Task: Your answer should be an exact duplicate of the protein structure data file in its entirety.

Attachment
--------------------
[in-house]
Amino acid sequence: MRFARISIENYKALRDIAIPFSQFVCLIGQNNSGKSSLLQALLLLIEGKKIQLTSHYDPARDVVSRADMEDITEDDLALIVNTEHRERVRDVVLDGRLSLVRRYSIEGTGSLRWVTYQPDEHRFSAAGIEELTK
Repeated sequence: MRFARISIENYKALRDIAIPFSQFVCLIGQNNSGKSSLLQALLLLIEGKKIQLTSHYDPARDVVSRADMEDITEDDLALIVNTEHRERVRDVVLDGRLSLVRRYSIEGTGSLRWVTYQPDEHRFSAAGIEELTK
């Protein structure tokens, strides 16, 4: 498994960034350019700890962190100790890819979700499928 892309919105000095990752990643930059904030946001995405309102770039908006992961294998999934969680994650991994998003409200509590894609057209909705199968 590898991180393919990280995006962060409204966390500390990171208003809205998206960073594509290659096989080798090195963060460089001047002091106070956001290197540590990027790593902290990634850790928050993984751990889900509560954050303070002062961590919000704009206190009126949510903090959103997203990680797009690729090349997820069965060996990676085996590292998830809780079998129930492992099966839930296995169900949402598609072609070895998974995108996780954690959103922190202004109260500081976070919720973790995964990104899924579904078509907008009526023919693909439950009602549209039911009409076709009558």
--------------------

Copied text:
[in-house]
Amino acid sequence: MRFARISIENYKALRDIAIPFSQFVCLIGQNNSGKSSLLQALLLLIEGKKIQLTSHYDPARDVVSRADMEDITEDDLALIVNTEHRERVRDVVLDGRLSLVRRYSIEGTGSLRWVTYQPDEHRFSAAGIEELTK
Repeated sequence: MRFARISIENYKALRDIAIPFSQFVCLIGQNNSGKSSLLQALLLLIEGKKIQLTSHYDPARDVVSRADMEDITEDDLALIVNTEHRERVRDVVLDGRLSLVRRYSIEGTGSLRWVTYQPDEHRFSAAGIEELTK
């Protein structure tokens, strides 16, 4: 498994960034350019700890962190100790890819979700499928 892309919105000095990752990643930059904030946001995405309102770039908006992961294998999934969680994650991994998003409200509590894609057209909705199968 590898991180393919990280995006962060409204966390500390990171208003809205998206960073594509290659096989080798090195963060460089001047002091106070956001290197540590990027790593902290990634850790928050993984751990889900509560954050303070002062961590919000704009206190009126949510903090959103997203990680797009690729090349997820069965060996990676085996590292998830809780079998129930492992099966839930296995169900949402598609072609070895998974995108996780954690959103922190202004109260500081976070919720973790995964990104899924579904078509907008009526023919693909439950009602549209039911009409076709009558």